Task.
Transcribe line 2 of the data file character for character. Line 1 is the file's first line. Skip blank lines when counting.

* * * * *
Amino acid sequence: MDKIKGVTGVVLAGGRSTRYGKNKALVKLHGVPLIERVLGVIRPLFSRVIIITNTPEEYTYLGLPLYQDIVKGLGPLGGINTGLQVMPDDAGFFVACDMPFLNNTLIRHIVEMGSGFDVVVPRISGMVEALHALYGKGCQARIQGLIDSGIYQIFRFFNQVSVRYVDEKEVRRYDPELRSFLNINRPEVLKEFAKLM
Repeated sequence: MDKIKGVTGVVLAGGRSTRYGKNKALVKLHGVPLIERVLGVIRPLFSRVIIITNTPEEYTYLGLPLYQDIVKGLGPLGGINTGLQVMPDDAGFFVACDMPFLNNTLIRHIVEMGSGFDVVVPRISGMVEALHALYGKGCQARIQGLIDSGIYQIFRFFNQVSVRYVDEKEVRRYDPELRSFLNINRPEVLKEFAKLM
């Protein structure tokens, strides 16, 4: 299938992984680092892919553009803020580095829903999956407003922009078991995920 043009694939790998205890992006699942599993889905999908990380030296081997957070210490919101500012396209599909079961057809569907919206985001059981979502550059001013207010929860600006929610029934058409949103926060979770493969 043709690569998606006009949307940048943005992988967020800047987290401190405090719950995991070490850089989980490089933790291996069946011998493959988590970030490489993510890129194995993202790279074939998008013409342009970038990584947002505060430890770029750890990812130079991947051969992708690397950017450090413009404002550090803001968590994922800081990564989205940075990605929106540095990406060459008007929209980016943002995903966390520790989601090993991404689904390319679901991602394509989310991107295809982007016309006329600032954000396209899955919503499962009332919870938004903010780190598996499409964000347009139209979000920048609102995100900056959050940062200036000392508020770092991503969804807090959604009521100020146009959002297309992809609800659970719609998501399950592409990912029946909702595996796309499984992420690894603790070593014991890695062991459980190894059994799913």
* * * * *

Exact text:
Repeated sequence: MDKIKGVTGVVLAGGRSTRYGKNKALVKLHGVPLIERVLGVIRPLFSRVIIITNTPEEYTYLGLPLYQDIVKGLGPLGGINTGLQVMPDDAGFFVACDMPFLNNTLIRHIVEMGSGFDVVVPRISGMVEALHALYGKGCQARIQGLIDSGIYQIFRFFNQVSVRYVDEKEVRRYDPELRSFLNINRPEVLKEFAKLM